Planned maintenance has been done but it did not solve the problem. So work will continue on this and a new time for trying updates will be announced asap.
api-ms-win-core-rtlsupport-l1-2-0 missing on a windows 7 deployment
I have successfully built and deployed my Qt app on several Windows 10 systems, but not on Windows 7. On startup, it gives an error api-ms-win-core-rtlsupport-I1-2-0.dll missing. On at least one the systems I tried, I did find a file with a I1-1-0 suffix, but this doesn't seem to help. My build machine is Windows 10.
Ratzz last edited by
Many thanks. I have added the redistributables as suggested in two ways: I could add the 2013 and earlier in windows 7, but could not add the 2015 as it indicated it needed later Windows. In the InstallShield redistributable list, I added "Visual C++ 14.0" OpenMP, DebugCRT, and CRT, in various flavors of ARM, x86, and x64. I seem to have changed the symptom, but not much, as it now claims that api-ms-win-crt-runtime-I1-1-0.dll is missing, and I cannot find that file on my build machine either. Along the way, I have upgraded from InstallShield Limited Edition to Express, and with that there is a dependency scanner. When I use that, it does list a number of files with api-ms-win prefixes as missing, but cannot add them, because I cannot seem to find them on my build machine or find them from other sources. Perhaps they are in the redistrivutable packages, but this is not obvious, and so I am still stuck.
Any further ideas?
hskoglund last edited by
Hi, the functions inside api-ms-win-core-rtlsupport-I1-2-0.dll are all structured exception functions, and some of them do not work on Windows 7 (they need Windows 8 or Windows 10).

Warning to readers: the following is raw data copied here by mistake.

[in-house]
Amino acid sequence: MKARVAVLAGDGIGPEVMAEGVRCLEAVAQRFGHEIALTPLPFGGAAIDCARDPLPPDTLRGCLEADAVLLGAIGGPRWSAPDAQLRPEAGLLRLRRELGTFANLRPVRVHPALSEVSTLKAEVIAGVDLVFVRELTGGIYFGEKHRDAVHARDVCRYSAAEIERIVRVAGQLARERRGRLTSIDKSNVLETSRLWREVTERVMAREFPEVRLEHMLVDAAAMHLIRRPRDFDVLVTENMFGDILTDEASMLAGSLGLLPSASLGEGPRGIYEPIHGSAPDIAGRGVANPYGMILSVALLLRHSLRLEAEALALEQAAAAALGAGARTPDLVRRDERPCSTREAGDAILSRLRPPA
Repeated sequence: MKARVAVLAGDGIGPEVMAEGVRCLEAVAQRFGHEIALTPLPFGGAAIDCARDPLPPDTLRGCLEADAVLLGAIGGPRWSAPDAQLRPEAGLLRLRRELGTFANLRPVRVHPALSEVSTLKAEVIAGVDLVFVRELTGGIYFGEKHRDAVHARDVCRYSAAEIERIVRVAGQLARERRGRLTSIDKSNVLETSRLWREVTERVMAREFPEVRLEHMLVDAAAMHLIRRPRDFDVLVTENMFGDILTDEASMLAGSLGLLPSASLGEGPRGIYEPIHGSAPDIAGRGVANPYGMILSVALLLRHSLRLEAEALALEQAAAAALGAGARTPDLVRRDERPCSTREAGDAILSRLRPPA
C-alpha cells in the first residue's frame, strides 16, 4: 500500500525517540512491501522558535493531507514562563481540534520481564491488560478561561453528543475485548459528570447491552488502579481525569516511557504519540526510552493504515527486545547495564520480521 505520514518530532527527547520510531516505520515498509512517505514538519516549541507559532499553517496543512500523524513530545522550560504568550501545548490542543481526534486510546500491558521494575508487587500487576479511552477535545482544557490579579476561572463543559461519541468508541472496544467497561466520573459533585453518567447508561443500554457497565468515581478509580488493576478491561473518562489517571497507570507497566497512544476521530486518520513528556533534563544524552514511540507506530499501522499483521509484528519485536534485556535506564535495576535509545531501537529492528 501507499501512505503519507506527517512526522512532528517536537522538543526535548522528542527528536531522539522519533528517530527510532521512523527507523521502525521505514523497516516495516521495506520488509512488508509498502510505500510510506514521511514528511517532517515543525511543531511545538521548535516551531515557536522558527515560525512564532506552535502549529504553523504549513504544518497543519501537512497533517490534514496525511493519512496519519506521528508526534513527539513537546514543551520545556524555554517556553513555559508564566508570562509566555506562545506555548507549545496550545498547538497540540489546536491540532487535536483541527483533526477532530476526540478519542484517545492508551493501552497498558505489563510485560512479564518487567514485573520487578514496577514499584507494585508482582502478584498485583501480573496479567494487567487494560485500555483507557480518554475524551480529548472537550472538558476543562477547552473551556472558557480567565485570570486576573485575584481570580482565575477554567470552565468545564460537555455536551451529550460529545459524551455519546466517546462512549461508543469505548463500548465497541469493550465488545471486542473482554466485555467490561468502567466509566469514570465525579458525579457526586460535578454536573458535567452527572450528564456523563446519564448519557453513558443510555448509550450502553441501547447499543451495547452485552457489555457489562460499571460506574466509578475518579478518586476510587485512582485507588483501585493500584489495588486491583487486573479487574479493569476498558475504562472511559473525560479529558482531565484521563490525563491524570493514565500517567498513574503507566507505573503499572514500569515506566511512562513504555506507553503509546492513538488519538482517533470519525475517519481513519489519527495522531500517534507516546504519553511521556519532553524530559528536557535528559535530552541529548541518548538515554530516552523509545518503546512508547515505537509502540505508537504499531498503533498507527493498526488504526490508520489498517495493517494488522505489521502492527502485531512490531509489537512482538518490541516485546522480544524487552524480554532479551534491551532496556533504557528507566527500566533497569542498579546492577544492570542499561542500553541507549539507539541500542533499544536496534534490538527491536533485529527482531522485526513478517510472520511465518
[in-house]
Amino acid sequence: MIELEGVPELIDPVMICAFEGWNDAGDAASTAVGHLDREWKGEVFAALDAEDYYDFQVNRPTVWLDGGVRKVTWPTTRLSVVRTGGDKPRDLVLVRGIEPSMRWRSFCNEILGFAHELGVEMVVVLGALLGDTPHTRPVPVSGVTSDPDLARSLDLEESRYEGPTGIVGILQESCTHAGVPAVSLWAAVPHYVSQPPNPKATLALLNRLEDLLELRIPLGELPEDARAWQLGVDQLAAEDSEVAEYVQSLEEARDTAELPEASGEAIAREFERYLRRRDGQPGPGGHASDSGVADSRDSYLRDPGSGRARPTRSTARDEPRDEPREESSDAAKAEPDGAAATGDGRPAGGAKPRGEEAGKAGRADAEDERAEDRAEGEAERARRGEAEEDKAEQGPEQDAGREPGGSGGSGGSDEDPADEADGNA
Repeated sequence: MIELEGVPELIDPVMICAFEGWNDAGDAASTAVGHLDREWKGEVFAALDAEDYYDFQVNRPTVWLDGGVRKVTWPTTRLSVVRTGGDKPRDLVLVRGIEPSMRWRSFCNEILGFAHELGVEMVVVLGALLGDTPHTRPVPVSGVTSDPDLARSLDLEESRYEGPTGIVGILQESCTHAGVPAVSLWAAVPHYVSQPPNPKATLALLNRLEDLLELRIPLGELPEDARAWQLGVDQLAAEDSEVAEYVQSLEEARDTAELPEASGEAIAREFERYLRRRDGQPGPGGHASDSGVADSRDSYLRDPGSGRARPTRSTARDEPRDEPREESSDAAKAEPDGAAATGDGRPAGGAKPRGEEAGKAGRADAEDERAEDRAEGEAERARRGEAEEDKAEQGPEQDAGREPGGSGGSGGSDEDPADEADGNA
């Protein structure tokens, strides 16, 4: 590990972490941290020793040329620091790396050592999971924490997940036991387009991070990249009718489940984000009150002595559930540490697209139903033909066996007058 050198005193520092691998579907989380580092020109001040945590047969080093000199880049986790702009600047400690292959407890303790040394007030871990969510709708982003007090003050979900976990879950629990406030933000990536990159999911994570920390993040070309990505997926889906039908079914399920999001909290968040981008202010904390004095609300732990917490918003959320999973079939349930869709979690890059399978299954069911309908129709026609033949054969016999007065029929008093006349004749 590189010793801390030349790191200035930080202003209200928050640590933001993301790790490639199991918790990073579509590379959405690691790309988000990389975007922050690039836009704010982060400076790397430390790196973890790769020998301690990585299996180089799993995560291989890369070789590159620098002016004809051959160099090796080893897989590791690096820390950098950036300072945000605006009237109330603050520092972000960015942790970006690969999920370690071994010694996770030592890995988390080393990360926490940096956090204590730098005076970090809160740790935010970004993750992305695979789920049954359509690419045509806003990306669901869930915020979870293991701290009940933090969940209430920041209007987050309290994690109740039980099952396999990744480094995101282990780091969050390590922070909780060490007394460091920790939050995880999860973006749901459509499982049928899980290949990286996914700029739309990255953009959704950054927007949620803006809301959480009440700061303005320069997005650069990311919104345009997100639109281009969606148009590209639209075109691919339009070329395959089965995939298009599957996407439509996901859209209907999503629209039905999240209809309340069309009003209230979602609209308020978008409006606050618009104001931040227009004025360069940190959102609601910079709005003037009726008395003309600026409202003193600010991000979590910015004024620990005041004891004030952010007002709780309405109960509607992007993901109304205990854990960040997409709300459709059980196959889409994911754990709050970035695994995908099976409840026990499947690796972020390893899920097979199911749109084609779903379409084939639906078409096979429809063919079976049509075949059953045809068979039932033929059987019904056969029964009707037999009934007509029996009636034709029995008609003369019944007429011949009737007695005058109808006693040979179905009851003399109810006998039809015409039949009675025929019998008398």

But that dll is just a dummy dll (same for all the other api-ms-win-xxx .dlls) that Windows never loads. They are just an indirection layer, Windows knows that the functions requested actually can be found in ntdll.dll.
So maybe if you can relink/rebuild your app for Windows 7, that dependency on api-ms-win-core-rtlsupport-l1-2-0.dll can be removed.
@hskoglund Thank you!
I am sorry to ask what seems such a simple question, but how do I relink/rebuild for Windows 7? My latent assumption has been that the exe is the same for 10 as it is for 7, but this may be naive and incorrect. This assumption has driven me to find the right package contents rather than to change the exe, but your mention of relinking/reloading would of course be very important if I am assuming the right thing. A corollary to the question is, can a Windows 7 load be built using a Windows 10 build machine, that is, can I make the two target-specific exeutables both from a common build machine or would I need to come up with a configuration of visual studio on a windows 7 build machine? ...or, confirm that in fact a common exe is possible...
and boy did I learn a lot on the way...
The basic issue was not win7 as such; it was a more complete understanding of the vagaries of dependencies. The solution was relatively simple, to include the right version of the msvc DLLs. But of course that makes it sound trivial, which it was not. I used dependencywalker but this is as misleading as it is helpful, because the dependencies shift considerably with changes to the top level objects and it took me quite a while to understand that. Also, the difference between 32 and 64 bit objects isn't obvious; sometimes they are in one folder, other times in another from computer to computer. Next was the need for multiple levels of msvc DLLs rather than just one, but not the same objects, some the same and some different. Last but not least was a confusion over InstallShield redistributables and merges, and even that if one isn't careful, the testing is made more opaque because of InstallShield reconfigurations when one is tryign to get the file lists right by specifically inclduign or excluding files on a given target.
My advice to the forum ends up similar to what most searches on related topics say: you have to know about your actual program dependencies, don't get thrown off the track by the api-ms-win files because they don't have real content, and watch out for both direct and indirect references to 32- vs. 64-bit modules. Watch the file sizes, since the names are the same.
Many thanks to the forum.